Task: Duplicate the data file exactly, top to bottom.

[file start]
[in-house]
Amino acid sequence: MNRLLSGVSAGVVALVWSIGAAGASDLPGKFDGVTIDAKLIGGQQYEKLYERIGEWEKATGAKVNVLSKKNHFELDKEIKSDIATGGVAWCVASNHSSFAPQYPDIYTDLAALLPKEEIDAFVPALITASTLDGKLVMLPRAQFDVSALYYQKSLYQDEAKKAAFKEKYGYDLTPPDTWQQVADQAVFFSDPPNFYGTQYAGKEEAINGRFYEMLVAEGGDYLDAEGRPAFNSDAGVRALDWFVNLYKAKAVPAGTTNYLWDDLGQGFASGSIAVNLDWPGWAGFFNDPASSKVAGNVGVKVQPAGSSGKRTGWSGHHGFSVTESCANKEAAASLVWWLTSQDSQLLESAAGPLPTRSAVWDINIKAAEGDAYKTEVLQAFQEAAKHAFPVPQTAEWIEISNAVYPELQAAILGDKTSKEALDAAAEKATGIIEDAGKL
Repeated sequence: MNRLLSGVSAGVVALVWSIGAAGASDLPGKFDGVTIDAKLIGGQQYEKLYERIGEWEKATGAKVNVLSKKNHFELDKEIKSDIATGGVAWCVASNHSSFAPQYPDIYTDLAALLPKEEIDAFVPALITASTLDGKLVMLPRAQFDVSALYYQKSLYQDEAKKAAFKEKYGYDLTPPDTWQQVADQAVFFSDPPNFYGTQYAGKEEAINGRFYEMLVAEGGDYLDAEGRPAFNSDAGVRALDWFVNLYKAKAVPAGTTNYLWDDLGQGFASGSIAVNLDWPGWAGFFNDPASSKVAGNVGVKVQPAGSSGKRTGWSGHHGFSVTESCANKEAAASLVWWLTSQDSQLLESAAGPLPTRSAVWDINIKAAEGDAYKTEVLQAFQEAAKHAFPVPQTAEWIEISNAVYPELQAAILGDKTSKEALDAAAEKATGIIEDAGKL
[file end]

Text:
[in-house]
Amino acid sequence: MNRLLSGVSAGVVALVWSIGAAGASDLPGKFDGVTIDAKLIGGQQYEKLYERIGEWEKATGAKVNVLSKKNHFELDKEIKSDIATGGVAWCVASNHSSFAPQYPDIYTDLAALLPKEEIDAFVPALITASTLDGKLVMLPRAQFDVSALYYQKSLYQDEAKKAAFKEKYGYDLTPPDTWQQVADQAVFFSDPPNFYGTQYAGKEEAINGRFYEMLVAEGGDYLDAEGRPAFNSDAGVRALDWFVNLYKAKAVPAGTTNYLWDDLGQGFASGSIAVNLDWPGWAGFFNDPASSKVAGNVGVKVQPAGSSGKRTGWSGHHGFSVTESCANKEAAASLVWWLTSQDSQLLESAAGPLPTRSAVWDINIKAAEGDAYKTEVLQAFQEAAKHAFPVPQTAEWIEISNAVYPELQAAILGDKTSKEALDAAAEKATGIIEDAGKL
Repeated sequence: MNRLLSGVSAGVVALVWSIGAAGASDLPGKFDGVTIDAKLIGGQQYEKLYERIGEWEKATGAKVNVLSKKNHFELDKEIKSDIATGGVAWCVASNHSSFAPQYPDIYTDLAALLPKEEIDAFVPALITASTLDGKLVMLPRAQFDVSALYYQKSLYQDEAKKAAFKEKYGYDLTPPDTWQQVADQAVFFSDPPNFYGTQYAGKEEAINGRFYEMLVAEGGDYLDAEGRPAFNSDAGVRALDWFVNLYKAKAVPAGTTNYLWDDLGQGFASGSIAVNLDWPGWAGFFNDPASSKVAGNVGVKVQPAGSSGKRTGWSGHHGFSVTESCANKEAAASLVWWLTSQDSQLLESAAGPLPTRSAVWDINIKAAEGDAYKTEVLQAFQEAAKHAFPVPQTAEWIEISNAVYPELQAAILGDKTSKEALDAAAEKATGIIEDAGKL